One Mormon’s reaction to the death of Osama bin Laden

Even my post title is loaded.

By referring to the situation as “the death of,” I cast a judgment. I didn’t call it “the murder of” or the “slaughter of” or the “unfortunate demise of.” (I made the mistake last night of clicking a link containing an image of his body on a foreign website. What word to use?) I had to call it something, just to get my thoughts out. Blog posts have titles and “death” is the word I went with. I guess its ambivalence reflects my feelings right now.

I suppose the reason is because I have a hard time emotionally not feeling a sense of peace and justice when I realize what a remarkable thing the group of Navy SEALs did yesterday, the fruits of a long search. I watched the news last night and saw people in New York celebrating. Some of them were families of victims who died on 9/11. They seemed relieved, subdued. The crowds more boisterous. That’s when I became a little unsettled. I know people burned American flags overseas after 9/11, but when CNN showed crowds outside the White House and I could hear them singing “Na na na na…Hey, Hey, Goodbye!” I got a little bit of a sick feeling. I heard chants of “USA! USA!” It felt almost sports event-like. (The chanting I heard at an actual sports event probably fed into that perception, but I didn’t see the Philly reaction until a bit later.) I felt weird. Indulge my hand-wringing because there’s ringing in my ears. 


President Spencer W. Kimball’s classic “The False Gods We Worship” came to mind. I wasn’t even around when he delivered it, but it still strikes me as remarkably significant having come across the pulpit at General Conference in 1976:

We are a warlike people, easily distracted from our assignment of preparing for the coming of the Lord. When enemies rise up, we commit vast resources to the fabrication of gods of stone and steel—ships, planes, missiles, fortifications—and depend on them for protection and deliverance. When threatened, we become antienemy instead of pro-kingdom of God; we train a man in the art of war and call him a patriot, thus, in the manner of Satan’s counterfeit of true patriotism, perverting the Savior’s teaching:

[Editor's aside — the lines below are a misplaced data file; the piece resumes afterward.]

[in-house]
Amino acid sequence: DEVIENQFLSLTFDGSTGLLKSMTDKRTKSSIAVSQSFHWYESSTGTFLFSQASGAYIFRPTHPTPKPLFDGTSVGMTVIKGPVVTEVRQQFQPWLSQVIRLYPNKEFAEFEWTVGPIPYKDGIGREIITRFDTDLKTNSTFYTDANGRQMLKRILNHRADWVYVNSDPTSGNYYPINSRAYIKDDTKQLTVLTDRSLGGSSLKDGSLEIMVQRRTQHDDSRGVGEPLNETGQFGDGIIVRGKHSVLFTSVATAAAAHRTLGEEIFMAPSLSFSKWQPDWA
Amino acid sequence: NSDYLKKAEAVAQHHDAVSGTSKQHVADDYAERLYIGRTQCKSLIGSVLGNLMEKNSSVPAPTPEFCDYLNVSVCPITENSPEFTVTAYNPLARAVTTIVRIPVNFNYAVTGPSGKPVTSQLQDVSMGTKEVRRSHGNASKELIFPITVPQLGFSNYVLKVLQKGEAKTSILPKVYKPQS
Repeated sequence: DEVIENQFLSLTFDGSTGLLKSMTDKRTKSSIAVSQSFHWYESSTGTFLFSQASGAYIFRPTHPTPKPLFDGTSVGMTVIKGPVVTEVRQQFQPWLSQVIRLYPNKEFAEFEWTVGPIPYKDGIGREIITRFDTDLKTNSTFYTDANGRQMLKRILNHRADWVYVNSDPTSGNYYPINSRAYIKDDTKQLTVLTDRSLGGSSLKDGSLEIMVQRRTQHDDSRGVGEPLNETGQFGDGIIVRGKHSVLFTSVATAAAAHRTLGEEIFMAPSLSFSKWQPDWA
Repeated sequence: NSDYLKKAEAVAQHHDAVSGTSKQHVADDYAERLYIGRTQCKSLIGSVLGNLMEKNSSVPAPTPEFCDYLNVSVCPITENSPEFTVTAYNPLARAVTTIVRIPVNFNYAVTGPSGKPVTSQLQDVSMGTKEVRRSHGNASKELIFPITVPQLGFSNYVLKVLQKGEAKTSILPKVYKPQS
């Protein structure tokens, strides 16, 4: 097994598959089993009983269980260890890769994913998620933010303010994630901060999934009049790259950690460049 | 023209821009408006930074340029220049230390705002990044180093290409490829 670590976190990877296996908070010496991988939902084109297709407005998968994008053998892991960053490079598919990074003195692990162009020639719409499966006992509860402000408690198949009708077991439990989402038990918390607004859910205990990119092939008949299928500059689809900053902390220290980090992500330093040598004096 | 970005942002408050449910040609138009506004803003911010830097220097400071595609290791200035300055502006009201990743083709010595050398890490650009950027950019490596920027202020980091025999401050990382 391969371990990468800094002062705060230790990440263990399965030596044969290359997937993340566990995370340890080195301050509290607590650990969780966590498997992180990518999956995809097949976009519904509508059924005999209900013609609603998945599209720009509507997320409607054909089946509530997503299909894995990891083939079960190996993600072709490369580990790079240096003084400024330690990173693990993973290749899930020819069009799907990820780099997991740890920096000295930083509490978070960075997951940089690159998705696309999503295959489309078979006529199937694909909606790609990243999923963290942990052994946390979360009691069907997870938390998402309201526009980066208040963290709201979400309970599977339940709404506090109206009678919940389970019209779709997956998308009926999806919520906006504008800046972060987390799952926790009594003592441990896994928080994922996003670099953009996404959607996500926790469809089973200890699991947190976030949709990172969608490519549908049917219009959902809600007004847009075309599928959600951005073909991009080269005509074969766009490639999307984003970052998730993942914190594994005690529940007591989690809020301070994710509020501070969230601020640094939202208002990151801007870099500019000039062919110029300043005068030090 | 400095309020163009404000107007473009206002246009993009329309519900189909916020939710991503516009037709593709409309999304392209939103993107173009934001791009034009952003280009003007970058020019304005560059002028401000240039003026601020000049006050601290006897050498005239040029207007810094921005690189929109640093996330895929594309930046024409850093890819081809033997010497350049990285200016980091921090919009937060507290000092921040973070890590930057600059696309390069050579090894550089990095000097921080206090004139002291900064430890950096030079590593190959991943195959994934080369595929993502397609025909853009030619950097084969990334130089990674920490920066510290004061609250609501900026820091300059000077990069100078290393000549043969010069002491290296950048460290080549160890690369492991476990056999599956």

“Love your enemies, bless them that curse you, do good to them that hate you, and pray for them which despitefully use you, and persecute you; That ye may be the children of your Father which is in heaven” (Matt. 5:44–45).


Like I said, when I heard bin Laden was dead I felt a strange and good sense of relief. But I also started to think about some of the reasons bin Laden was able to convince people to do what they did. I started to think about how we used what he did to do some things we really shouldn’t be proud of doing. I started to think about what our reaction to the attacks has cost us in money, but more-so in lives and even in quality of living.


“Then gathered the chief priests and the Pharisees a council, and said, What do we? for this man doeth many miracles. If we let him thus alone, all men will believe on him: and the Romans shall come and take away both our place and nation. And one of them, named Caiaphas, being the high priest that same year, said unto them, Ye know nothing at all, Nor consider that it is expedient for us, that one man should die for the people, and that the whole nation perish not. And this spake he not of himself: but being high priest that year, he prophesied that Jesus should die for that nation; And not for that nation only, but that also he should gather together in one the children of God that were scattered abroad” (John 11:47-52).